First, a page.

I seem to remember you getting quite offended about some Labour leaflets. Funny that.
    Racist Labour leaflets. Labour is institutionally anti-Hindu and anti-Semitic. Starmer continues to enable the racists in Labour.
    Netanyahu and Modi get on well with Johnson precisely because they actively harvest the right-wing racist vote in their respective countries. The left should not be scared off pointing this out by your hysterical fear of muslims.
  • JosiasJessopJosiasJessop Posts: 26,158

    IshmaelZ said:

    The furnaces of the world are now burning about 2,000,000,000 tons of coal a year. When this is burned, uniting with oxygen, it adds about 7,000,000,000 tons of carbon dioxide to the atmosphere yearly. This tends to make the air a more effective blanket for the earth and to raise its temperature. The effect may be considerable in a few centuries.

    https://www.snopes.com/fact-check/1912-article-global-warming/

    Genuine 1912 newspaper article

    They knew what they were doing and they just went ahead and did it anyway. That’s where Tory greed gets you.
    I love the way you have to get 'Tory' in there, as if the problem was solely down to them.

    But your comment leads to a question: what alternative was there back then? Even with the climate crisis, was the energy expended to get the world where it is today, worth the damage to the environment? The pace of technological change in the last hundred years has been phenomenal, and life has never been better for billions.

    If we had banned steam power in 1920, where would we be today? We did not have the technology to go green back then, and without plentiful electricity we would not have been able to eventually develop it.

    The difference is that nowadays we have much better information on the damage was are doing, and the ability to do things about it: both directly and though mitigation.
    I don't think that's right. I reckon in 1920 it would definitely have been possible to generate electricity from wind turbines.

    Not much electricity, and not very efficiently, but enough to make a start with.

    I'm not saying it would have been a good idea, but I think humans are ingenious on the whole, and a way would have been found.
    I disagree. Even by 1920, the local coal generators were generating massive amounts of power, and that was accelerating. Those turbines would have been small and generated tiny amounts of electricity. Industry was moving away from their own individual furnaces towards electricity - the National Grid project started in the 1920s. And you'd have problems with the intermittent nature of the power.

    It would have destroyed industry. That would have been good for the environment, but rather poor for the people.
  • Stark_DawningStark_Dawning Posts: 7,197
    Disastrous blunder from Boris. I personally know some working-class Tories of many decades standing. They loved Maggie, thought Scargill was a maniac, but still had considerable sympathy with the miners and were saddened by the sight of a great and ancient British industry laid to rest. They just consoled themselves with the notion that time moves on. So what will the Red Wallers be thinking about Boris's flippant and gratuitous mockery?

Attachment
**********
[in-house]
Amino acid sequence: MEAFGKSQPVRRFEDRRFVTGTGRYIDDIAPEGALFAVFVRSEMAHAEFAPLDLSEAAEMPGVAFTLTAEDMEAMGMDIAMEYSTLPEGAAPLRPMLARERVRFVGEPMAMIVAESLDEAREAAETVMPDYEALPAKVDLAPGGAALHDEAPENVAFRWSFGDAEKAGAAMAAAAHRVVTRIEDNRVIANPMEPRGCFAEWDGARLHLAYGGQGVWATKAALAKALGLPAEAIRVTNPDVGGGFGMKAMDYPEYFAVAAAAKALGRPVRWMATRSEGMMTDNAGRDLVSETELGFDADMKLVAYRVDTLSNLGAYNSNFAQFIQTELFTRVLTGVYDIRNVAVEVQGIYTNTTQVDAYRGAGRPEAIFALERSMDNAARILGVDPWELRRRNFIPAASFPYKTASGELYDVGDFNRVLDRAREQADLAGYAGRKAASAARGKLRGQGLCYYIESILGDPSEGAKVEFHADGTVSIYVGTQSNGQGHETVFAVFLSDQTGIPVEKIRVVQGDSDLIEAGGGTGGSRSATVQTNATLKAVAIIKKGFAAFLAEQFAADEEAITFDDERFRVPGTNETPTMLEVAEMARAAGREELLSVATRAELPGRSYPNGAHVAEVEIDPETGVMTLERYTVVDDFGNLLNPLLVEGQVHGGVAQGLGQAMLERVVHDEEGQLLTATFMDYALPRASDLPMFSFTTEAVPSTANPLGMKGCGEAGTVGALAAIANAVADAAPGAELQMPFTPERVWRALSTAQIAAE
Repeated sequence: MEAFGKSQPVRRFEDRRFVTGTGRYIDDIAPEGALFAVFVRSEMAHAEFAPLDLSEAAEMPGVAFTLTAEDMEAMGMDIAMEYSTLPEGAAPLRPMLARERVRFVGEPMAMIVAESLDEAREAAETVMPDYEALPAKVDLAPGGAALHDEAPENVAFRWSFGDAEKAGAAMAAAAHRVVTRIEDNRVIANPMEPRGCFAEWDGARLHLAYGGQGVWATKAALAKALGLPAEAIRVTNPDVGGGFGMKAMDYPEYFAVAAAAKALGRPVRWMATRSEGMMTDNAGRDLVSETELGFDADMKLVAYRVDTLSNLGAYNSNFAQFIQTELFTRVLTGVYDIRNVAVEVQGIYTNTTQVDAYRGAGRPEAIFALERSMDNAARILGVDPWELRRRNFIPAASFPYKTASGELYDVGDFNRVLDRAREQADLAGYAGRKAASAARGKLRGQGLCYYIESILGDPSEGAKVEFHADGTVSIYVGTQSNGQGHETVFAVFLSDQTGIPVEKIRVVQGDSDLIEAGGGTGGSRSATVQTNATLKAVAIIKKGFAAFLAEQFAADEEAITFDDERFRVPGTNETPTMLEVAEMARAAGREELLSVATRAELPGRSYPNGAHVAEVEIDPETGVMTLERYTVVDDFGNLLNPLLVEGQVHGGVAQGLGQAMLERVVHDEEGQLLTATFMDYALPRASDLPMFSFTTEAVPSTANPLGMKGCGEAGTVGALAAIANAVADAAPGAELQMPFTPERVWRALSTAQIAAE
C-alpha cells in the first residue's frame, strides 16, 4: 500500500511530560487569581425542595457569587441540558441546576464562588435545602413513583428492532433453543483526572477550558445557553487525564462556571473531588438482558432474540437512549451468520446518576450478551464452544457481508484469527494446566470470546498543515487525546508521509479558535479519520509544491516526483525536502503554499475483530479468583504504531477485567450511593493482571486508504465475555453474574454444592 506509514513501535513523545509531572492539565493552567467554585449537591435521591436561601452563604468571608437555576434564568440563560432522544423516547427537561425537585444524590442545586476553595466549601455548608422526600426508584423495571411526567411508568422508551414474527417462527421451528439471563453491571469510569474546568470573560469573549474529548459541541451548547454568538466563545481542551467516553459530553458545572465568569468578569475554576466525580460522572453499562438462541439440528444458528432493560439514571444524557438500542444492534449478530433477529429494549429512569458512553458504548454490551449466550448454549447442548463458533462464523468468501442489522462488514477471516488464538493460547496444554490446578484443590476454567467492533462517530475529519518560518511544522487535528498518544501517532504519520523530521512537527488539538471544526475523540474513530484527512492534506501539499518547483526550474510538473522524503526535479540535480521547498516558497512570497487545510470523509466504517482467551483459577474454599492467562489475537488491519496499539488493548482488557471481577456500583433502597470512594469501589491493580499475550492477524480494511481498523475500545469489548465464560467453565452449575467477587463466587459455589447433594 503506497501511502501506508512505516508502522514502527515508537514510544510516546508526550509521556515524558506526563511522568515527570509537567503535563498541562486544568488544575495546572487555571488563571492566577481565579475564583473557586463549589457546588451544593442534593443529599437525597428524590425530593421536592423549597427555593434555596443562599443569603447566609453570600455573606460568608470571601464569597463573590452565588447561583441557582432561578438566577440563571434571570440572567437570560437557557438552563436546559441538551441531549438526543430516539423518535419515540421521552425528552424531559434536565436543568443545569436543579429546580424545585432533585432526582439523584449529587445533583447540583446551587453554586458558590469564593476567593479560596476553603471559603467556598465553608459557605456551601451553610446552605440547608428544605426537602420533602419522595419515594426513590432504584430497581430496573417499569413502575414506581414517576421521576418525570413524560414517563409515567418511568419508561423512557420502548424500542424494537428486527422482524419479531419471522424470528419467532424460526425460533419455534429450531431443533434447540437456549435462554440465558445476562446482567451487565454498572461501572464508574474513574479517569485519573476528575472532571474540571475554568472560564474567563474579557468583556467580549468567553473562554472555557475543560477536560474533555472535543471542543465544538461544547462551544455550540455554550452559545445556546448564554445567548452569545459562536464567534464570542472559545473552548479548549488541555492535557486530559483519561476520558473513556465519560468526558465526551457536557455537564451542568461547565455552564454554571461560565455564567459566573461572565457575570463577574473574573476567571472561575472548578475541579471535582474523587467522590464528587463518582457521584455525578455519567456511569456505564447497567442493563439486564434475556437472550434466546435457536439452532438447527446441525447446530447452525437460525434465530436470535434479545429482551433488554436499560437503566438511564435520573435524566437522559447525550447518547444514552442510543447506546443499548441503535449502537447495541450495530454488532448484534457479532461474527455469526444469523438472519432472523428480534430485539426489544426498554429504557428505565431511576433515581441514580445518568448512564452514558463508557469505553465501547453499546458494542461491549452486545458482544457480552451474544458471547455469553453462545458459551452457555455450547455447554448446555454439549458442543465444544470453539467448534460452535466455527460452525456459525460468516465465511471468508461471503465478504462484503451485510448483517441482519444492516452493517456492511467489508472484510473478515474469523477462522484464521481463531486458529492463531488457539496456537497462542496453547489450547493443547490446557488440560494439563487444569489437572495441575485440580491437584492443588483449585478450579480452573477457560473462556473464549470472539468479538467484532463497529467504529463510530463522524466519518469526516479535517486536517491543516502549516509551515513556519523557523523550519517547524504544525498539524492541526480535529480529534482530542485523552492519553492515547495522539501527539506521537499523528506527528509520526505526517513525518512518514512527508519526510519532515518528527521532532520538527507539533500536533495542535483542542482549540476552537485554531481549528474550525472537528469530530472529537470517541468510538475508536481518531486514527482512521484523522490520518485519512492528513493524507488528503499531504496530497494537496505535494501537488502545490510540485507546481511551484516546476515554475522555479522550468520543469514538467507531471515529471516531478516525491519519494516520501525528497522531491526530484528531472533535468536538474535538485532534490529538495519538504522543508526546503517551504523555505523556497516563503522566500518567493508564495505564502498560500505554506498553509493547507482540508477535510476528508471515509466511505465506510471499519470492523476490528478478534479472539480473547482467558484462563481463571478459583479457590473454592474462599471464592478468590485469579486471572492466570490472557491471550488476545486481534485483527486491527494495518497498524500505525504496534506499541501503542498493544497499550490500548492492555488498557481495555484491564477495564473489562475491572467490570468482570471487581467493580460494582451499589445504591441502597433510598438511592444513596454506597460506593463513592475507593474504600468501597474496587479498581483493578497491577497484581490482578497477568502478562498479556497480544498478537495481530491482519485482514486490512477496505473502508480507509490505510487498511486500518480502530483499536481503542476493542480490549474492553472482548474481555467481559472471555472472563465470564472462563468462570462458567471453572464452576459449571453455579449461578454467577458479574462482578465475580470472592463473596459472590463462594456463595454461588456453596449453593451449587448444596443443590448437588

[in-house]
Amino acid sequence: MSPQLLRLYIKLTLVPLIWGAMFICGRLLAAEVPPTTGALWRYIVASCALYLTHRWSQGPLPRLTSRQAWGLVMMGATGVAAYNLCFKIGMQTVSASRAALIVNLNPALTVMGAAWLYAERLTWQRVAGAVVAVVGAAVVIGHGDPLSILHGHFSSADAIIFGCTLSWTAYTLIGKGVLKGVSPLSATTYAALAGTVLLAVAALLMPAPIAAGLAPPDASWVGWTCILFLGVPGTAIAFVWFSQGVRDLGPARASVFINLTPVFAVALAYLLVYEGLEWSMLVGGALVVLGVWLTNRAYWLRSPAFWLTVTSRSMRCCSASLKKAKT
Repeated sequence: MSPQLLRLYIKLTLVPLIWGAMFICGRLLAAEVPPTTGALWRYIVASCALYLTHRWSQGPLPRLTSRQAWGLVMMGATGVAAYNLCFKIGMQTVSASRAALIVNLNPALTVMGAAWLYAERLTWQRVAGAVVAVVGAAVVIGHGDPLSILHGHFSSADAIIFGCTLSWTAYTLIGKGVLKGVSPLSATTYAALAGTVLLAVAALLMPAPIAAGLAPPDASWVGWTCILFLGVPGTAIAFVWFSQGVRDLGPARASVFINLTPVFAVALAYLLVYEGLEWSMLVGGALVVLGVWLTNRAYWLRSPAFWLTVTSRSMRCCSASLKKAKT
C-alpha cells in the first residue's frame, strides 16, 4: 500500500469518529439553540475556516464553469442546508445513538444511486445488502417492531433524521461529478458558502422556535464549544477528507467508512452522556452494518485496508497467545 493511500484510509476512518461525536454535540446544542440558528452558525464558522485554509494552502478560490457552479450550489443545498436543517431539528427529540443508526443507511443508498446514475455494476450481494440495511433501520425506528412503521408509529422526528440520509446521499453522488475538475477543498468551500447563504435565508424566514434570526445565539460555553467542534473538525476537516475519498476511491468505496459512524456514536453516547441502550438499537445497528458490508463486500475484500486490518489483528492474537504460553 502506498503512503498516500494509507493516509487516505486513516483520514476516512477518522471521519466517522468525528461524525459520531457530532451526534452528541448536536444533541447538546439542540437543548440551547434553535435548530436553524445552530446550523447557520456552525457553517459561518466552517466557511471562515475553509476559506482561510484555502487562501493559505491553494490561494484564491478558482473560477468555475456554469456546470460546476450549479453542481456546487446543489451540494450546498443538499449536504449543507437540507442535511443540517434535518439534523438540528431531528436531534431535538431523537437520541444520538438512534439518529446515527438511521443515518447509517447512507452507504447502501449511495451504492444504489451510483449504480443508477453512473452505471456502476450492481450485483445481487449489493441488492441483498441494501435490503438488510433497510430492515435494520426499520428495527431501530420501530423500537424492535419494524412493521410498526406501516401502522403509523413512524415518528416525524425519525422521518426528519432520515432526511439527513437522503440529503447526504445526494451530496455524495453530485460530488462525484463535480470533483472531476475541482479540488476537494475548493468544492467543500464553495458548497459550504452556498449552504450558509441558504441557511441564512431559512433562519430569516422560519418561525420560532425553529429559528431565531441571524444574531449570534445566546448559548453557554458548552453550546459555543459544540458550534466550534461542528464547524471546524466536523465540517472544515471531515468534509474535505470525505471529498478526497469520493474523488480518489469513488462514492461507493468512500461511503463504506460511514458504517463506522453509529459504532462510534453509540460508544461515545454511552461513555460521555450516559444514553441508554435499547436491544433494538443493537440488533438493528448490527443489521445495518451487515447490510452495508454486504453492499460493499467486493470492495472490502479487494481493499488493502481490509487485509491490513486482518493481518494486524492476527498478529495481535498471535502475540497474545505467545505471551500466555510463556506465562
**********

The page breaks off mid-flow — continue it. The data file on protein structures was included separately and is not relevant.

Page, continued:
• DougSealDougSeal Posts: 6,638
    Foxy said:

    I don't think anyone wants coal back, nor the dirty dangerous work that it was.

    It is emblematic of the decline in manufacturing industry and the employment stability of the communities around it, whether coal, steel, textiles* or shipbuilding. That transition to a post industrial society left a lot of lovers, even if we were winners as consumers. That is the globalisation that drove Brexit.

    It is no coincidence that the old coalfields are amongst the most Brexity places in the country.

    A lot of lovers? Is that because people had much more time on their hands?
  • LostPasswordLostPassword Posts: 5,162

    Thatcher and the climate:

    I must admit, when I was a teenager in the eighties, the environmental crisis I remember was the hole in the Ozone Layer (which ISTR featured heavily in a Grange Hill plotline), rather than climate change. Tackling the Ozone Hole has been a rather brilliant international success over the last thirty years.

    On Thatcher: in November 1989, she made a speech on CFCs and the climate to the UN's General Assembly, being the first major politician to do so:
    https://www.margaretthatcher.org/document/107817

    For instance, it contained the following:
    "We are seeing a vast increase in the amount of carbon dioxide reaching the atmosphere. The annual increase is three billion tonnes: and half the carbon emitted since the Industrial Revolution still remains in the atmosphere.
    At the same time as this is happening, we are seeing the destruction on a vast scale of tropical forests which are uniquely able to remove carbon dioxide from the air."

    In April 1989, she held a cabinet meeting on climate change, with scientists invited to give talks.